Adultery still a defense to Spousal Support:
Virginia Court of Appeals Reverses Spousal Support Award for Adulterous Wife.
In the recent case of Mundy v. Mundy, the Virginia Court of Appeals reversed a lower court ruling granting spousal support to an adulterous wife. Mundy v. Mundy, 66 Va. App. 177, 184 (Va. Ct. App. 2016) Although the husband earned $850,000.00 per year, and the wife did not work outside the home, the court of appeals determined that given wife’s admission, and the lower courts finding, that Mrs. Mundy had committed adultery with “multiple” sexual partners, that the denial of spousal support would not be a “manifest injustice” under VA Code §20-201.1 (B).
This is in line with a line of cases beginning with Bandas v. Bandas, wherein an attorney husband was found to pay spousal support to his adulterous wife because of the relative inequities of income would produce a “manifest injustice” economically to deny her spousal support. Bandas v. Bandas, 16 Va. App. 427, 434 (Va. Ct. App. 1993)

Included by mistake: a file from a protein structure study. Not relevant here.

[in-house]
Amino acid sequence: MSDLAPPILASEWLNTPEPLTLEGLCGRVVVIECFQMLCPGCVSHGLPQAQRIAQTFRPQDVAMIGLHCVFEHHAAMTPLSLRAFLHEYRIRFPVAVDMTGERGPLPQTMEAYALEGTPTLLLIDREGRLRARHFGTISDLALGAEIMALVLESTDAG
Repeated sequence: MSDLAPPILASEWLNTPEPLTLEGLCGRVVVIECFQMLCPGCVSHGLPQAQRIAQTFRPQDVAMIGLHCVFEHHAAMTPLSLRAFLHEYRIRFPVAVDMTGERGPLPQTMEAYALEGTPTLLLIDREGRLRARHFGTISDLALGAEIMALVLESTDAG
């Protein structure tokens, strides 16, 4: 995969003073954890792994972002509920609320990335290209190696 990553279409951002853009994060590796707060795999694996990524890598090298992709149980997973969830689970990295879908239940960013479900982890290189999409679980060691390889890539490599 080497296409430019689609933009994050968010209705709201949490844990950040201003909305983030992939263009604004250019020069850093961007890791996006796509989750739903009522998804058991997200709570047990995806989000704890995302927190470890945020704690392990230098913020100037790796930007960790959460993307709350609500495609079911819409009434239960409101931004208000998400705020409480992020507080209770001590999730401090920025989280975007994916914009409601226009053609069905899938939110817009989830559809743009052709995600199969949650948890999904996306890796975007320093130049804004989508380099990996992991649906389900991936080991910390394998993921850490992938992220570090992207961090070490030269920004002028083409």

What we can take from this new case is that adultery is still a player (no pun intended) on the divorce battlefield. Clearly, the circumstances of the adultery, multiple partners, and the relative lack of fault on the part of the husband in the dissolution of the marriage are factors the courts in Virginia will still reply upon.
Cravens and Noll, an experienced Virginia law firm, takes great pride in the trust our clients place in our counsel. Before taking a case, Cravens and Noll lawyers provide free consultations for clients call (804) 330-9220 to schedule.
Joe Thompson Cravens Is the President of Cravens & Noll, P.C. in Richmond where he practices in the areas of personal injury, criminal law, domestic relations and military law. Mr. Cravens received his B.A. degree from the University of Virginia and his J.D. degree from the College of William & Mary.